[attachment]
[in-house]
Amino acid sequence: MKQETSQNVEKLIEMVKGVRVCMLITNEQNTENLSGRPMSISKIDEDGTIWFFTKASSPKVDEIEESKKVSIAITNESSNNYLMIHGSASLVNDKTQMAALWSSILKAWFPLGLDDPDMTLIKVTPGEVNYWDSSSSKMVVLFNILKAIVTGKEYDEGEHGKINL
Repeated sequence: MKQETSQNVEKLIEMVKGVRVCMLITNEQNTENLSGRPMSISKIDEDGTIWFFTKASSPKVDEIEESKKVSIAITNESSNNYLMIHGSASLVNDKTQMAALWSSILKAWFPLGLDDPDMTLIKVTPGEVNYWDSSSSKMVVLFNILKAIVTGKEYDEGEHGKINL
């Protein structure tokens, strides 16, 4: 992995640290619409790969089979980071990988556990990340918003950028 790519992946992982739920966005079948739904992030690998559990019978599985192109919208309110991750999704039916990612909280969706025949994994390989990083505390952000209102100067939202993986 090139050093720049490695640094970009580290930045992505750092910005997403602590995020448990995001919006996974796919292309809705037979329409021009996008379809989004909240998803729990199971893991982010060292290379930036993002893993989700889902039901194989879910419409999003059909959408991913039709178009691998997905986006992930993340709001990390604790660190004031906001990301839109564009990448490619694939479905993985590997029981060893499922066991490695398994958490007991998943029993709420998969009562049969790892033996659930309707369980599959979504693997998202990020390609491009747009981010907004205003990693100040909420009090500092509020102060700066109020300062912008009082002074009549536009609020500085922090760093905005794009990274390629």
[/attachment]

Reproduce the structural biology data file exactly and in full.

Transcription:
[in-house]
Amino acid sequence: MKQETSQNVEKLIEMVKGVRVCMLITNEQNTENLSGRPMSISKIDEDGTIWFFTKASSPKVDEIEESKKVSIAITNESSNNYLMIHGSASLVNDKTQMAALWSSILKAWFPLGLDDPDMTLIKVTPGEVNYWDSSSSKMVVLFNILKAIVTGKEYDEGEHGKINL
Repeated sequence: MKQETSQNVEKLIEMVKGVRVCMLITNEQNTENLSGRPMSISKIDEDGTIWFFTKASSPKVDEIEESKKVSIAITNESSNNYLMIHGSASLVNDKTQMAALWSSILKAWFPLGLDDPDMTLIKVTPGEVNYWDSSSSKMVVLFNILKAIVTGKEYDEGEHGKINL
């Protein structure tokens, strides 16, 4: 992995640290619409790969089979980071990988556990990340918003950028 790519992946992982739920966005079948739904992030690998559990019978599985192109919208309110991750999704039916990612909280969706025949994994390989990083505390952000209102100067939202993986 090139050093720049490695640094970009580290930045992505750092910005997403602590995020448990995001919006996974796919292309809705037979329409021009996008379809989004909240998803729990199971893991982010060292290379930036993002893993989700889902039901194989879910419409999003059909959408991913039709178009691998997905986006992930993340709001990390604790660190004031906001990301839109564009990448490619694939479905993985590997029981060893499922066991490695398994958490007991998943029993709420998969009562049969790892033996659930309707369980599959979504693997998202990020390609491009747009981010907004205003990693100040909420009090500092509020102060700066109020300062912008009082002074009549536009609020500085922090760093905005794009990274390629």